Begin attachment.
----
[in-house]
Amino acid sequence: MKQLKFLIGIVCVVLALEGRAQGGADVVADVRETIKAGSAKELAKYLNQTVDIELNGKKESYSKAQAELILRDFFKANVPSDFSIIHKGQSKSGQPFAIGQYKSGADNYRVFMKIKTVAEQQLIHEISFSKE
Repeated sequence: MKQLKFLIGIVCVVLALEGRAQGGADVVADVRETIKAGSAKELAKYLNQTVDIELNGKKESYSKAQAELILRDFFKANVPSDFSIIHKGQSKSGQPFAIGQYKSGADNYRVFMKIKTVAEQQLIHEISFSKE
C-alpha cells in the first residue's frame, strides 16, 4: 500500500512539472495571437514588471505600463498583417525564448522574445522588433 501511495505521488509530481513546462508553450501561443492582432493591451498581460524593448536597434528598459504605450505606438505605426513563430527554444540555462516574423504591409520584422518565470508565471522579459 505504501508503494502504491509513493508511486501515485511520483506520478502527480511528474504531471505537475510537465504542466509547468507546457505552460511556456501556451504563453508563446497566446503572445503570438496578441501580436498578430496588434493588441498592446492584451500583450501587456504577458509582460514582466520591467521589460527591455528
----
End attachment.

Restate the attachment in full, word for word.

[in-house]
Amino acid sequence: MKQLKFLIGIVCVVLALEGRAQGGADVVADVRETIKAGSAKELAKYLNQTVDIELNGKKESYSKAQAELILRDFFKANVPSDFSIIHKGQSKSGQPFAIGQYKSGADNYRVFMKIKTVAEQQLIHEISFSKE
Repeated sequence: MKQLKFLIGIVCVVLALEGRAQGGADVVADVRETIKAGSAKELAKYLNQTVDIELNGKKESYSKAQAELILRDFFKANVPSDFSIIHKGQSKSGQPFAIGQYKSGADNYRVFMKIKTVAEQQLIHEISFSKE
C-alpha cells in the first residue's frame, strides 16, 4: 500500500512539472495571437514588471505600463498583417525564448522574445522588433 501511495505521488509530481513546462508553450501561443492582432493591451498581460524593448536597434528598459504605450505606438505605426513563430527554444540555462516574423504591409520584422518565470508565471522579459 505504501508503494502504491509513493508511486501515485511520483506520478502527480511528474504531471505537475510537465504542466509547468507546457505552460511556456501556451504563453508563446497566446503572445503570438496578441501580436498578430496588434493588441498592446492584451500583450501587456504577458509582460514582466520591467521589460527591455528